The potential for catastrophic dam failure at Lake Nyos maar, Cameroon

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Authors:Lockwood, J. P.; Costa, J. E.; Tuttle, M. L.; Nni, J.; Tebor, S. G.
Author Affiliations:Primary:
U. S. Geol. Surv., Hawaiian Obs., Honolulu, HI 96718, United States
Cent. Rech. Céwe. Minières; CMR
Volume Title:Bulletin of Volcanology
Source:for the [Bulletin of Volcanology, 50(5), p.340-349. Publisher: Springer International] International Association of Volcanology and Chemistry of the Earth's Interior (IAVCEI), Heidelberg, International. ISSN: 0258-8900
Publication Date:1988
Note:In English. 19 refs.; illus. incl. 1 table, sect., geol. sketch map
Summary:The upper 40 m of Lake Nyos is bounded on the north by a narrow natural dam of poorly consolidated pyroclastic rocks, emplaced during the eruptive formation of the maar a few hundred years ago. This 50 m wide dam is structurally weak and is being rapidly eroded. The eventual failure of the dam could cause a major flood (estimated peak discharge, 17 000 m3/s) that could have a tragic impact downstream as far as Nigeria, 108 km away. This hazard could be eliminated by lowering the lake level by controlled removal of the dam or by construction of a 680 m-long drainage tunnel approx 65m below the present lake surface. Either approach would lessen the lethal effects of future massive CO2 releases such as the one that occurred in August 1986. [R.A.H.]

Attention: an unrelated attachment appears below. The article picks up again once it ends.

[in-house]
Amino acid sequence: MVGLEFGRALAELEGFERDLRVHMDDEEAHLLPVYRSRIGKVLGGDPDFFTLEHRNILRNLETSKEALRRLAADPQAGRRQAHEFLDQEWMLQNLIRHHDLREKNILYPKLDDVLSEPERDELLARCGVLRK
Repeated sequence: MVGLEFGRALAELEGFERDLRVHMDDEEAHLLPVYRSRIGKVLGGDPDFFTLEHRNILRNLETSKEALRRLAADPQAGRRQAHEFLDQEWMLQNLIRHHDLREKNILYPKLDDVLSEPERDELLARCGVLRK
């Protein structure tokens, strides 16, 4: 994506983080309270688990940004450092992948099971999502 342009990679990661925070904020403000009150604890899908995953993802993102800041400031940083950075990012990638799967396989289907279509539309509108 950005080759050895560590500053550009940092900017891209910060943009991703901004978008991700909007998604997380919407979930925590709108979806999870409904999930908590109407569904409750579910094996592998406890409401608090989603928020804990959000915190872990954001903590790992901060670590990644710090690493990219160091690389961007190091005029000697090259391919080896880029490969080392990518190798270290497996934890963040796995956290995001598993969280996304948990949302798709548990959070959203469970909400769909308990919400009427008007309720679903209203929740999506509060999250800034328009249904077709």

Subjects:Cenozoic; Engineering geology; Geologic hazards; Geomorphology; Holocene; Igneous rocks; Maars; Preventive measures; Pyroclastics; Quaternary; Volcanic features; Volcanic rocks; Africa; Cameroon; Lake Nyos; West Africa
Abstract Numbers:89M/2449
Record ID:1989059073
Copyright Information:GeoRef, Copyright 2019 American Geosciences Institute. Reference includes data from Mineralogical Abstracts, United Kingdom, Twickenham, United Kingdom, Reference includes data from Geoline, Bundesanstalt fur Geowissenschaften und Rohstoffe
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